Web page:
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July 18, 2010

The Sunday Salon: Books of Proust-style


Paris in July (3)

Could you imagine the situation, you're reading, and reading, you're recognizing the words, the sentences, but not what is the book about. Boring text? Even not, just too lyrical or too abstract.

Some years ago I really enjoyed the books by Jean Paul Sartre or Albert Camus. I adored the philosophy of the existentialism. Even some of my essays are written in the sense of existentialism, but nowadays I don't think more it's my style.

Why am I talking about this philosophy and why do I write in the title Books of Proust-style? Especially, because they are two different things.

Due to the books I was reading recently.

First of all, the book by Maurice Blanchot Celui qui ne m'accompagnait pas. It reminds me of the famous Proust-novel In Search of Lost Time. People don't like it mostly, they think it's boring, too long, and even what is the aim of this book, but there are periods in my life again and again, when this work suits exactly my current mood.

But what's with the book of Blanchot? It wasn't interesting. Or I wasn't in the suitable mood. It was like the Proust-book, or even like The Death of Virgil by Herman Broch (an Austrian writer), especially the chapter of the last night, when Virgil is alone. A long, long, long monologue, the author is talking to his protagonist, if I interpret correctly. Well it's very abstract, too, too, too abstract, there is too many philosophy and hardly any storytelling. And I'm quite far away from this kind of books since a while. Nowadays I need more storytelling, and less philosophy in a novel. (Well, is this text by Blanchot a novel or not? It's a good theoretical question!)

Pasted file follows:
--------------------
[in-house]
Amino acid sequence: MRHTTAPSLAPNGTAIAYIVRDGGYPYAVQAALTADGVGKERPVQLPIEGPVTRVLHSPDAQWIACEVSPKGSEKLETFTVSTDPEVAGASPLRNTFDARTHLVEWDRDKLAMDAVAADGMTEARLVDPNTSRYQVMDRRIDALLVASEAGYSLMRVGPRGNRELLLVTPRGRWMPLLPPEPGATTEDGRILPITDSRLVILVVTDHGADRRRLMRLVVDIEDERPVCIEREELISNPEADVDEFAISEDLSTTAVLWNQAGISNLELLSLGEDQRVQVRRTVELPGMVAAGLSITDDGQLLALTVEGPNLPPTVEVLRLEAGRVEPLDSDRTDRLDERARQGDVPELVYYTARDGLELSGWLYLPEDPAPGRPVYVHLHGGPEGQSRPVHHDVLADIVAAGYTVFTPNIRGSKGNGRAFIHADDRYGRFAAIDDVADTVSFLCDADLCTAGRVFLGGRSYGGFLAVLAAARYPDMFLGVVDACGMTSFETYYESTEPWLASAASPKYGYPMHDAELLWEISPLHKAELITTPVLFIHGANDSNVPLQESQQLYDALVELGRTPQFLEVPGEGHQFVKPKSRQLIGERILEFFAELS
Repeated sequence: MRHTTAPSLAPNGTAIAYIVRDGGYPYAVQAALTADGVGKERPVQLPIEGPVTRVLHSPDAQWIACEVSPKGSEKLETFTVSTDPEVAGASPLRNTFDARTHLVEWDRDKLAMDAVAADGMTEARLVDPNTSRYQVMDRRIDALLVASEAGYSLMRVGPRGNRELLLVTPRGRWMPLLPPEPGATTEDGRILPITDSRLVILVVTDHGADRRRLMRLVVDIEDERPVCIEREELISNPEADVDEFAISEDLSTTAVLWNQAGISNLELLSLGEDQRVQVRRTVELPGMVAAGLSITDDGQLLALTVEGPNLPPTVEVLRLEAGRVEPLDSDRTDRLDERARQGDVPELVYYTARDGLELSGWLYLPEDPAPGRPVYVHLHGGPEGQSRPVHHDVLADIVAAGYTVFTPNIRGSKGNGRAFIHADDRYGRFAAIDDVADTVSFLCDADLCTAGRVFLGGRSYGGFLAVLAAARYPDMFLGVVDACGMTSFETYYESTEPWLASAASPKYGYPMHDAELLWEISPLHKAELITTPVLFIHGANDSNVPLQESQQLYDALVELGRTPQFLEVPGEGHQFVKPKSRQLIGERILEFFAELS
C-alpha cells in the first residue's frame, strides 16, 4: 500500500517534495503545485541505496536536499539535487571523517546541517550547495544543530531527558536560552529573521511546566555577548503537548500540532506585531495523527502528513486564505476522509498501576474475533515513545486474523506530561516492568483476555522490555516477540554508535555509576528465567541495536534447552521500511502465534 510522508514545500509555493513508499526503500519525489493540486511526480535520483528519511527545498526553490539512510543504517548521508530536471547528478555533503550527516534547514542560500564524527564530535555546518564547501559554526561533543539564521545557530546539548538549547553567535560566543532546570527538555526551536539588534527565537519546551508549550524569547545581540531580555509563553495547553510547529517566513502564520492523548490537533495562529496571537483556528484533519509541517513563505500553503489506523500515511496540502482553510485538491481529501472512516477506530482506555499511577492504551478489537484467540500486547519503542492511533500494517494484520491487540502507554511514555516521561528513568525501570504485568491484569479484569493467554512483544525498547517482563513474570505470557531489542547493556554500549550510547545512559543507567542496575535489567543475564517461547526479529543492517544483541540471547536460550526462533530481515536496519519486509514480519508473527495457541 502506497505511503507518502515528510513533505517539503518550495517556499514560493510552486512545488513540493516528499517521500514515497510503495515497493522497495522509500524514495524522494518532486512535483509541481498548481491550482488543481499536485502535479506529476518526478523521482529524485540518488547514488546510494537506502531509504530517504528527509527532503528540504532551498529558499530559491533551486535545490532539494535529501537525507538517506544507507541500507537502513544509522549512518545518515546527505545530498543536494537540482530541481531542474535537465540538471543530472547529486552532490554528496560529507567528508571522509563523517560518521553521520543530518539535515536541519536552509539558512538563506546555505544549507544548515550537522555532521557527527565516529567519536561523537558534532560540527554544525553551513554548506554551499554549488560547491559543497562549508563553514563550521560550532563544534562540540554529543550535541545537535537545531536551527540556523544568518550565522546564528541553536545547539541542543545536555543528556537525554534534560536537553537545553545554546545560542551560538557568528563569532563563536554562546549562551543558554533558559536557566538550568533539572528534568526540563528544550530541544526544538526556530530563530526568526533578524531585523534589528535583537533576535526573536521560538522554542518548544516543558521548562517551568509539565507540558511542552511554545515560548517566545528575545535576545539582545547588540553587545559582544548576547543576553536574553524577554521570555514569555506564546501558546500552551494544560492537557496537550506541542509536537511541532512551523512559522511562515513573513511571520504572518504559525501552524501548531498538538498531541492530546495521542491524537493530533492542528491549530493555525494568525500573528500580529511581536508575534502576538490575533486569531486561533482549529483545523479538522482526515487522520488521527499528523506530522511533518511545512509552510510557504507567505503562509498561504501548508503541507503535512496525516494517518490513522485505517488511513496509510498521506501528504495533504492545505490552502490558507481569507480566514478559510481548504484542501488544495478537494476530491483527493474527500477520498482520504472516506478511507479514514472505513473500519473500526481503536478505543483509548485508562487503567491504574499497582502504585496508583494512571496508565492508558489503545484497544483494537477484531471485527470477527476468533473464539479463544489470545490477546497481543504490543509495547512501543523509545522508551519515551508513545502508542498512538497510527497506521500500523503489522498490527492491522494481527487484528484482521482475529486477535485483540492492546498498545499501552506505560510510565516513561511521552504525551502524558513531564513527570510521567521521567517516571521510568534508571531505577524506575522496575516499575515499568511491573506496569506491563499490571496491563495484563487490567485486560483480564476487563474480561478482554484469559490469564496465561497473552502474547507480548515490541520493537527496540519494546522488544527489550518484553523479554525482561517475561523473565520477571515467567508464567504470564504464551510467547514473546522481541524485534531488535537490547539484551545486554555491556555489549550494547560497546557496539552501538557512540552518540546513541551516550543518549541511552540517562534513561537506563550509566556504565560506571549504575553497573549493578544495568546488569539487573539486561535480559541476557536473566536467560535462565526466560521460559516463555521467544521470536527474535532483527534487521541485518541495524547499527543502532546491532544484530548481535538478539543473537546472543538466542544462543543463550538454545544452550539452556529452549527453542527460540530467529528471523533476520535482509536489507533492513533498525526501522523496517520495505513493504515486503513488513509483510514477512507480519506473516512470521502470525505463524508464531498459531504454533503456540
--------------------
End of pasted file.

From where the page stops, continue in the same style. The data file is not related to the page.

The other book is, which I just finished Fever (La Fievre) by J. M. G. Le Clezio. This book contents 3 short stories. The first two like a Camus -story, the 3. like a Proust -text (again). His book remind me rather Le Clezio's work Terra Amata, which was my first book by him, than the most recently read one, Ritournelle de la Faim. Terra Amata and Fever are somehow too bizarre to me, but the other one I liked.

So, this is my TSS-post for this weekend. Oh, yes, and I've finished the book The Handmaid's Tale by Margaret Atwood, and I still didn't write a review about Faust by Robert Nye for The Books to Read before I die 2010 Challenge Maybe next week(s)....?

4 megjegyzés:

Marie said...

I look forward to your review of THE HANDMAID'S TALE. :-)

Tamara said...

I'm currently reading L'etranger (Camus)for my French class - while the challenge is reading it in French, Im enjoying his story telling style. I think I might look upp La Fievre on Book depository. Thanks for mentioning it here.

Brenda said...

The French writers are ramblers. Overly descriptive, overly philosophical and sometimes a tad bit too snobby, AND this is why I love them.

George Sand is my favorite author. I am reading my first book, Germinal, by Zola. Before July is over, I plan on re-reading (this time in English because quite frankly I didn't understand it very well in French) No Exit, by Sarte.

I enjoyed your post.

Tamara said...

Hi Anni - Congratulations/ Felicitations - you have won week 3 of Paris in July. Could you pop by my post and leave me your email address so we can arrange your prize? Thanks for joining in.

 
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